Saying "a threat to all must be answered by all," President Bush criticized opponents of a new UN resolution on Iraq in a speech Wednesday night to the American Enterprise Institute, a Washington think-tank. Removing Iraqi leader Saddam Hussein would "deprive terrorist networks of a wealthy patron" and improve prospects for peace between Israel and the Palestinians, Bush said. The office of Russian President Vladimir Putin, meanwhile, said Bush had agreed during a phone consultation with him to step up efforts at the UN Security Council to work out an Iraq plan that takes into account "the interests of the world community." Putin has spoken out against military action.

The nation's terror-alert status is being lowered to yellow, the third-highest rating, Attorney General Ashcroft and Homeland Security Secretary Ridge announced jointly, noting that the threat of new attacks had eased with the end of the Muslim hajj holiday period. The alert level was raised to orange Feb. 7.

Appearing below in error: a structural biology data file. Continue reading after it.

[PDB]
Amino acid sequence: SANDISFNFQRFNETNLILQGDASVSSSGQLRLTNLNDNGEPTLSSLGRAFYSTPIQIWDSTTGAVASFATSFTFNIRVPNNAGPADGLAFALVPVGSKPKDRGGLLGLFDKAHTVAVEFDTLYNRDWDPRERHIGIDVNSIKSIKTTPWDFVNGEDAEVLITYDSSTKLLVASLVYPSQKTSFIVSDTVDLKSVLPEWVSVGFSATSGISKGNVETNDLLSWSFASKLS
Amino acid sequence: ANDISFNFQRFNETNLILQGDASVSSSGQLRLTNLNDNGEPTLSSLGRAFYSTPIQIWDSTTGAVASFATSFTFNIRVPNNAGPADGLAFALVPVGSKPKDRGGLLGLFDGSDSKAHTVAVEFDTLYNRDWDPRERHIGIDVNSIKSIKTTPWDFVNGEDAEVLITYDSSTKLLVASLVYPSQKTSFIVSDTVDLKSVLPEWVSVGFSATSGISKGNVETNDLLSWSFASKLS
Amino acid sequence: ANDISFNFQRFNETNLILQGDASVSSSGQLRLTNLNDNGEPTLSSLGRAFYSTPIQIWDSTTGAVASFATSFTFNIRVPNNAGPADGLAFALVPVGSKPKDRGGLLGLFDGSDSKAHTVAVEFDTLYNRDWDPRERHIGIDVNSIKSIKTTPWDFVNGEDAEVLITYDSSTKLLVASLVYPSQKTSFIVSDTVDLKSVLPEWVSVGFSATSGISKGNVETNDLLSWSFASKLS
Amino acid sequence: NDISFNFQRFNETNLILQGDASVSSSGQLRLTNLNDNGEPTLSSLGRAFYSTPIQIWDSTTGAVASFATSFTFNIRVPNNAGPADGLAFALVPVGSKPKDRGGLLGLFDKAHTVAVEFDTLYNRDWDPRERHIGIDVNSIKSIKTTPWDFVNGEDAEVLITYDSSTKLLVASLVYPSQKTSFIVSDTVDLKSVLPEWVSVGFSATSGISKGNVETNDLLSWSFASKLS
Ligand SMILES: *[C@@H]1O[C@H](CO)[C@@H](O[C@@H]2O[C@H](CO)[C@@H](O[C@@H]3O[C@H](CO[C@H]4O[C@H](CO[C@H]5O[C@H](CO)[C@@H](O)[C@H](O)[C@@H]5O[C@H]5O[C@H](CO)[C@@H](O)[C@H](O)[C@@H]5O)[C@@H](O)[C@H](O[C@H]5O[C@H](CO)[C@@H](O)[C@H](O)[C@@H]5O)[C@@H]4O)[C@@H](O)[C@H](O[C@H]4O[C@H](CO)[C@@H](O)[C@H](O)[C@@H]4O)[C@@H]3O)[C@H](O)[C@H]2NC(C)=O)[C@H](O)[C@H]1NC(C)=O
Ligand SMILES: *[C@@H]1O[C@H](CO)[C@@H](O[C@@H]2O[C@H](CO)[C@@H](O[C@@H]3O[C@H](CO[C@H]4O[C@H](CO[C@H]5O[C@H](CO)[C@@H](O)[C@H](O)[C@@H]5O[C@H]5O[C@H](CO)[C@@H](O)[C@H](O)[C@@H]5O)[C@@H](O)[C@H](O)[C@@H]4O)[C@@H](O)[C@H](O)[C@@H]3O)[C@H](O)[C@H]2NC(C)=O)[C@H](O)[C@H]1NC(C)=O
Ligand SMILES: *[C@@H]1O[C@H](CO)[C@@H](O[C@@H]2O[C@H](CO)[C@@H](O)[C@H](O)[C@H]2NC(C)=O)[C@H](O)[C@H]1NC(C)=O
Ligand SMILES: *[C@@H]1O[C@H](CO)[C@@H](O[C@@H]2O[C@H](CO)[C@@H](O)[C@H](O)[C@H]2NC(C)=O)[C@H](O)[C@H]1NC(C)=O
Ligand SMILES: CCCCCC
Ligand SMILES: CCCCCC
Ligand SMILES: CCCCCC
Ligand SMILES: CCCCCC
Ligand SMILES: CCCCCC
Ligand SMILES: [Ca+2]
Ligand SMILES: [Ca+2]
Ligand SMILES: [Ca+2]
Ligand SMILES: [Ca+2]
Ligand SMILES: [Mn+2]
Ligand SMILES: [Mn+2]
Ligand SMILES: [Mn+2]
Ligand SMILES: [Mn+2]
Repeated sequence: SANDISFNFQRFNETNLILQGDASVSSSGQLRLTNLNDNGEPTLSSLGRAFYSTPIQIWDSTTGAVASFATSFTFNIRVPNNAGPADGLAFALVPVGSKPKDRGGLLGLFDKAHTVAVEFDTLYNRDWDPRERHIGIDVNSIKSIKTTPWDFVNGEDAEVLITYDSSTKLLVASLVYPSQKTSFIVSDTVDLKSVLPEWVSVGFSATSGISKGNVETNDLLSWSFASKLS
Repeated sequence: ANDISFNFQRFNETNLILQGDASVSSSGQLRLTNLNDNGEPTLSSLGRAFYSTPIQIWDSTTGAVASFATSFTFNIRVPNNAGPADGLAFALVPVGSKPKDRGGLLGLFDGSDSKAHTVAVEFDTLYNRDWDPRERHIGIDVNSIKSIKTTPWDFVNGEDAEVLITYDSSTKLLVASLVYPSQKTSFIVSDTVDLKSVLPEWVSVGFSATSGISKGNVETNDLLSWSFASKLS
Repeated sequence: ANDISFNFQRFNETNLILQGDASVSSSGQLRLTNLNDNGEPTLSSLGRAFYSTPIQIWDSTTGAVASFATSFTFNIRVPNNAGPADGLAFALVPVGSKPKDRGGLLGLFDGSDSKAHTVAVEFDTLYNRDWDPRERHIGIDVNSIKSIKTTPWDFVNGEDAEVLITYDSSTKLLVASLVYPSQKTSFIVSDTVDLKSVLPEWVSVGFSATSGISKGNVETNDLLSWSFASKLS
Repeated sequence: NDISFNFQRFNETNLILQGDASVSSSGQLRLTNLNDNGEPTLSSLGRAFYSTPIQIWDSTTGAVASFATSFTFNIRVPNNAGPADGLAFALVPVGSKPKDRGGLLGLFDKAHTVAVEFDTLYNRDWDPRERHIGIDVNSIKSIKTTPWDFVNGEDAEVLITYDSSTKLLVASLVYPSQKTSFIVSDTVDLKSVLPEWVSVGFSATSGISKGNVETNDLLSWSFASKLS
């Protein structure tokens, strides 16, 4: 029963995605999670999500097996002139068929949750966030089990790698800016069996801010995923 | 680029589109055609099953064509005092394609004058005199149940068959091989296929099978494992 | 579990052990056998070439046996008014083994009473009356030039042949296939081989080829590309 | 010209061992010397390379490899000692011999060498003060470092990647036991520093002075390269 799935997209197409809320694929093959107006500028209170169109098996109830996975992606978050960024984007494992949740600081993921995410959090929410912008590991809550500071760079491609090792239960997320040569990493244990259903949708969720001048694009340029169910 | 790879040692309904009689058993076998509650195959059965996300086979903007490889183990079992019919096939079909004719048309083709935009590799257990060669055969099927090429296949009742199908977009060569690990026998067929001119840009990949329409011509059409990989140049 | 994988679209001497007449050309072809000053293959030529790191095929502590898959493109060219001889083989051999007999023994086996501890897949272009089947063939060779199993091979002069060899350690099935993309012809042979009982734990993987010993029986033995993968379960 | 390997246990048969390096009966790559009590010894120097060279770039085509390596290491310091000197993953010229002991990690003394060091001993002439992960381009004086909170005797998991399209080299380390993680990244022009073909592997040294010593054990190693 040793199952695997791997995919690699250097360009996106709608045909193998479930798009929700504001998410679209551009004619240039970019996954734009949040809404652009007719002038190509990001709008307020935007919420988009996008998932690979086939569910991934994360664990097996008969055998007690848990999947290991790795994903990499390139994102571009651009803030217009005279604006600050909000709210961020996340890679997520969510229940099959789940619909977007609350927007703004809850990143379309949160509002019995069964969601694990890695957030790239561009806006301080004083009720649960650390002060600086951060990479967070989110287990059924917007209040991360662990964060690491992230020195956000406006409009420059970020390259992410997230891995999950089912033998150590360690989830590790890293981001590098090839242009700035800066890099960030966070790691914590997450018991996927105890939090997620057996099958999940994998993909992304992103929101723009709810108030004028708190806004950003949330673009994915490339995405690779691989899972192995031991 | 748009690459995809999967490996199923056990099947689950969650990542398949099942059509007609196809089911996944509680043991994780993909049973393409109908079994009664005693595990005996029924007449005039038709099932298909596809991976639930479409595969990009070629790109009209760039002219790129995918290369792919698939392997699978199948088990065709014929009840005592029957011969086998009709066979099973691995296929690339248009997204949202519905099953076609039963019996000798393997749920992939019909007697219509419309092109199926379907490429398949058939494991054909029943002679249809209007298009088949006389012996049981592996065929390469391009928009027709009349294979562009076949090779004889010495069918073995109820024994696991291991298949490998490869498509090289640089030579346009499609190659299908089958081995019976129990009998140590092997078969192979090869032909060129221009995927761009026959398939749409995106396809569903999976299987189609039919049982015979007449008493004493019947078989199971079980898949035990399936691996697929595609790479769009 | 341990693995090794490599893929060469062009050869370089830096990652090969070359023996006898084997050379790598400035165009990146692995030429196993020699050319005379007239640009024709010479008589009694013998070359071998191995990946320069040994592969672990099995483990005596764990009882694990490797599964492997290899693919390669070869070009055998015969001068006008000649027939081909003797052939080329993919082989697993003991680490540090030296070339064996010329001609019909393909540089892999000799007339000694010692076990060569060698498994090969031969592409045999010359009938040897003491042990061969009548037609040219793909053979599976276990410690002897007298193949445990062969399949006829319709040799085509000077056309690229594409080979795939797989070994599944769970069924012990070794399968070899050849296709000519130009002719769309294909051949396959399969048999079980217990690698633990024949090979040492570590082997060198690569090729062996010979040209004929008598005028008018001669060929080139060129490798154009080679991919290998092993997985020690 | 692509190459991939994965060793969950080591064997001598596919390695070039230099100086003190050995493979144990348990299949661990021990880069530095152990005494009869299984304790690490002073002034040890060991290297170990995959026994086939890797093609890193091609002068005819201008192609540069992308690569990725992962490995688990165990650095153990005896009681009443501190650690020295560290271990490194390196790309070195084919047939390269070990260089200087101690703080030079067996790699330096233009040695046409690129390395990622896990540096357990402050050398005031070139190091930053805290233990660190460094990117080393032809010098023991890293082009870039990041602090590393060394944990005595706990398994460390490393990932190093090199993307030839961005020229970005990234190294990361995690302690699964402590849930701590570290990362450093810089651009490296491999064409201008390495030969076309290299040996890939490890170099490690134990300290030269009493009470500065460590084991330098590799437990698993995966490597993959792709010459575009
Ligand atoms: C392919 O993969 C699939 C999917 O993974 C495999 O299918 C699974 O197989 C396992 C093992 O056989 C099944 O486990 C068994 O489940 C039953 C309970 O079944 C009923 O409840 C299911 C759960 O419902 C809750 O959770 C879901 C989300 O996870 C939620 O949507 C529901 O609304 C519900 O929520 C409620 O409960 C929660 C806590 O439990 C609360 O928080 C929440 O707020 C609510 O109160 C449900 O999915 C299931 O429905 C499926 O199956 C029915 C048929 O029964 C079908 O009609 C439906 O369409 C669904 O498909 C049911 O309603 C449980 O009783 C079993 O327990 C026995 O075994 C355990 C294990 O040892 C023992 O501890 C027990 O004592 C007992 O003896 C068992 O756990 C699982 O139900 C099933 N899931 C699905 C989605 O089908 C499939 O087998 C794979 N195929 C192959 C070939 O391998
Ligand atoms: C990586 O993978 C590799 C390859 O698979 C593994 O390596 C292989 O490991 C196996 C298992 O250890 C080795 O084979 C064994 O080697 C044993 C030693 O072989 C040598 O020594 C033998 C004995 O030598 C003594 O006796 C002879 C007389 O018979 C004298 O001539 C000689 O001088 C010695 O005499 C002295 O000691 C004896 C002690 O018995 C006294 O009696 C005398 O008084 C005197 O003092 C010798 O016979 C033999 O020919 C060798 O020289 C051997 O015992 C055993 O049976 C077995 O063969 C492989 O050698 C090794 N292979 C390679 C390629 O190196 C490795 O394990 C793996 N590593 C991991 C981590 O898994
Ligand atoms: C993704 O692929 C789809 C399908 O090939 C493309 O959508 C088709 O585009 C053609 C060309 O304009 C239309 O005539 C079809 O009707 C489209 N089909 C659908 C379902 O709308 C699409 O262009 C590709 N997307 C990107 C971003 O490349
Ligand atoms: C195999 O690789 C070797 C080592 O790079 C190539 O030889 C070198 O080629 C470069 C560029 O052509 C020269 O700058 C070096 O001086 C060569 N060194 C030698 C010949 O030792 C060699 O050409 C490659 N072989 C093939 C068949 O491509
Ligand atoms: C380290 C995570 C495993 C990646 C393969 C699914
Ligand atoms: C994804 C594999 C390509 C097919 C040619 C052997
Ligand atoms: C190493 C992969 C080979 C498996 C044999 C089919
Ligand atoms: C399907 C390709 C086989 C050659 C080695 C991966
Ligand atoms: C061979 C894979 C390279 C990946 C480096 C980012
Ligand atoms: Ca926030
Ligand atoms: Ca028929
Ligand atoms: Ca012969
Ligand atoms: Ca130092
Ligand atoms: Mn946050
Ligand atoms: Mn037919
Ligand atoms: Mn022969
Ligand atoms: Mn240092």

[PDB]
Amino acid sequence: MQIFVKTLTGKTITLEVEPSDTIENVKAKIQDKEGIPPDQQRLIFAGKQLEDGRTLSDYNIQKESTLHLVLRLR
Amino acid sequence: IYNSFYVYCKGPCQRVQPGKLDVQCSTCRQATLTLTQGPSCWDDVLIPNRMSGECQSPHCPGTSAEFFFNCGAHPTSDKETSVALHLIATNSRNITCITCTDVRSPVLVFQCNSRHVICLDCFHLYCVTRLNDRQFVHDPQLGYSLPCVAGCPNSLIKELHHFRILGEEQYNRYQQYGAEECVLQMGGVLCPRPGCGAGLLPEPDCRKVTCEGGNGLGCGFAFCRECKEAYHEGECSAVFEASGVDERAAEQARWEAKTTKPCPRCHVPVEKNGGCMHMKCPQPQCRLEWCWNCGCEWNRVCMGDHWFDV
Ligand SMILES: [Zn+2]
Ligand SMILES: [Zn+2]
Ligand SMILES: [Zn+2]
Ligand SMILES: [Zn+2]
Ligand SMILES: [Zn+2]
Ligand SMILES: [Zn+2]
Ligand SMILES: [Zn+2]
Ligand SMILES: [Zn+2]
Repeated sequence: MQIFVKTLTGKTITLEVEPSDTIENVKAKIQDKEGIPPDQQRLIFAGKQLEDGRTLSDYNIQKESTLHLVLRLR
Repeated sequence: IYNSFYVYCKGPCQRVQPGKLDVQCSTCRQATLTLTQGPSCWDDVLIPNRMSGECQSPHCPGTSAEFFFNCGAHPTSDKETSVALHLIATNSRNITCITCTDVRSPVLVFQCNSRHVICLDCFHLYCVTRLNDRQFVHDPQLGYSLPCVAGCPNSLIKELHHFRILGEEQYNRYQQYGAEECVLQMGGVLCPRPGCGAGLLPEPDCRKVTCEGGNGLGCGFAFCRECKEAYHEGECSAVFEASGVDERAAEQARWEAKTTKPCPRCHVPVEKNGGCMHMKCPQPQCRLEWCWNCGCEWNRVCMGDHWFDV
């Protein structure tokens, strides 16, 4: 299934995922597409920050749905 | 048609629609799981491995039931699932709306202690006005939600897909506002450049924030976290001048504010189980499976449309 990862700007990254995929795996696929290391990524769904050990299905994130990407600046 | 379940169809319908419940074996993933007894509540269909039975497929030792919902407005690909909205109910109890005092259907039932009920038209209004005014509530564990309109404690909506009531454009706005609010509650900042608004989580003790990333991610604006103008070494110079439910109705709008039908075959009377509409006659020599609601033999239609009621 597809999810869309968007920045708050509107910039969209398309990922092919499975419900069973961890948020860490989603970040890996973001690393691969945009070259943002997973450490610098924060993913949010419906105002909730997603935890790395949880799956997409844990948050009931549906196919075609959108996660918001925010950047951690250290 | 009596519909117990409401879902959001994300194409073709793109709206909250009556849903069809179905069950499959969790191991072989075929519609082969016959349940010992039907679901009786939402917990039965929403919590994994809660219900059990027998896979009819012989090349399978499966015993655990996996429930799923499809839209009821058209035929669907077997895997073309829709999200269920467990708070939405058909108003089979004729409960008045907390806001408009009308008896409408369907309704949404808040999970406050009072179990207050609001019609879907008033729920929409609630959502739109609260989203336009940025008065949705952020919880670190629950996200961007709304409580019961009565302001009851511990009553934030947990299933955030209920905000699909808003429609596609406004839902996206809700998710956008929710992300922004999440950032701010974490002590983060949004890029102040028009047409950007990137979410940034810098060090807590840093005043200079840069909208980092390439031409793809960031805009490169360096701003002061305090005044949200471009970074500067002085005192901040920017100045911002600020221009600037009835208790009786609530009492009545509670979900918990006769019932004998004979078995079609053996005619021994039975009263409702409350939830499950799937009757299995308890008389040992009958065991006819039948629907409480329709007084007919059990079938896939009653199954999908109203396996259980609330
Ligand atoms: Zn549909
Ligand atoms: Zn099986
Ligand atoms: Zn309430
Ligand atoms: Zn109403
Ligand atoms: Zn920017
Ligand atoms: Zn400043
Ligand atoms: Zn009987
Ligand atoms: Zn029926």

Three men of Arab descent were arrested and a fourth was indicted for allegedly using Help the Needy, a charity based in Syracuse, N.Y, to send $4 million to Iraq. Officials said it was impossible to determine how the money was used and the men did not face terrorism charges.

A "virtual march" on Washington clogged phone lines, faxes, and e-mails in Senate offices and the White House with antiwar messages Wednesday. The protest was organized by the Win Without War Coalition, which claimed more than 400,000 people registered for the campaign on its website.

In contrasting data that highlight the US's uneven economic recovery, new-home sales fell 15.1 percent in January - the worst performance in nine years - while factory orders for expensive durable goods rose 3.3 percent for the best showing since July. The data were released in separate reports by the Commerce Department.

Ending a contentious selection process for a rebuilt World Trade Center site, city and state officials in New York chose a design by Studio Daniel Libeskind of Berlin. It envisions a circle of glass towers, one with a 1,776-foot spire, around an open central area in memorial to victims of the Sept. 11, 2001, terrorist attacks.

Fred Rogers, who died Thursday in Pittsburgh, was the host of public television's "Mister Rogers Neighborhood" from 1968 until 2000. Many stations still air repeats. An ordained Presbyterian minister, Rogers used a gentle, simple persona to teach basic social skills to preschoolers.

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